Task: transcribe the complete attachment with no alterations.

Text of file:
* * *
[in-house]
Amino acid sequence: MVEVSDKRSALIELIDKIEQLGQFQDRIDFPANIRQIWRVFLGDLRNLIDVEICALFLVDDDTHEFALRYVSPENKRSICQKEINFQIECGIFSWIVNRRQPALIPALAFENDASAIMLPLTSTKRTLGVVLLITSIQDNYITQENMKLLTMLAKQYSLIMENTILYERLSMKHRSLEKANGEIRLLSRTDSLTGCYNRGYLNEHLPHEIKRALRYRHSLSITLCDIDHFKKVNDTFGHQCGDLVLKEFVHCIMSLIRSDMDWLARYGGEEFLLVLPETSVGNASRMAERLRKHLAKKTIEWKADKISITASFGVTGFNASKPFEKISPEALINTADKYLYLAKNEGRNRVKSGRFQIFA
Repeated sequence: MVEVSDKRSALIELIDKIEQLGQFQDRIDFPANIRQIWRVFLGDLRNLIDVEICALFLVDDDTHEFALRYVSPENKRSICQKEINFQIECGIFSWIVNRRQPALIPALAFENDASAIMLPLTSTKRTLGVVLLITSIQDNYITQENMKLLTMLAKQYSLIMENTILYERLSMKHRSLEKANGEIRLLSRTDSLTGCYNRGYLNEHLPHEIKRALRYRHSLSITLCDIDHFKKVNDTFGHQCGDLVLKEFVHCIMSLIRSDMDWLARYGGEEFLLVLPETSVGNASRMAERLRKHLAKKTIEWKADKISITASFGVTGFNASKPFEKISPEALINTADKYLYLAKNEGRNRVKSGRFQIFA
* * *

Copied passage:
[in-house]
Amino acid sequence: MVEVSDKRSALIELIDKIEQLGQFQDRIDFPANIRQIWRVFLGDLRNLIDVEICALFLVDDDTHEFALRYVSPENKRSICQKEINFQIECGIFSWIVNRRQPALIPALAFENDASAIMLPLTSTKRTLGVVLLITSIQDNYITQENMKLLTMLAKQYSLIMENTILYERLSMKHRSLEKANGEIRLLSRTDSLTGCYNRGYLNEHLPHEIKRALRYRHSLSITLCDIDHFKKVNDTFGHQCGDLVLKEFVHCIMSLIRSDMDWLARYGGEEFLLVLPETSVGNASRMAERLRKHLAKKTIEWKADKISITASFGVTGFNASKPFEKISPEALINTADKYLYLAKNEGRNRVKSGRFQIFA
Repeated sequence: MVEVSDKRSALIELIDKIEQLGQFQDRIDFPANIRQIWRVFLGDLRNLIDVEICALFLVDDDTHEFALRYVSPENKRSICQKEINFQIECGIFSWIVNRRQPALIPALAFENDASAIMLPLTSTKRTLGVVLLITSIQDNYITQENMKLLTMLAKQYSLIMENTILYERLSMKHRSLEKANGEIRLLSRTDSLTGCYNRGYLNEHLPHEIKRALRYRHSLSITLCDIDHFKKVNDTFGHQCGDLVLKEFVHCIMSLIRSDMDWLARYGGEEFLLVLPETSVGNASRMAERLRKHLAKKTIEWKADKISITASFGVTGFNASKPFEKISPEALINTADKYLYLAKNEGRNRVKSGRFQIFA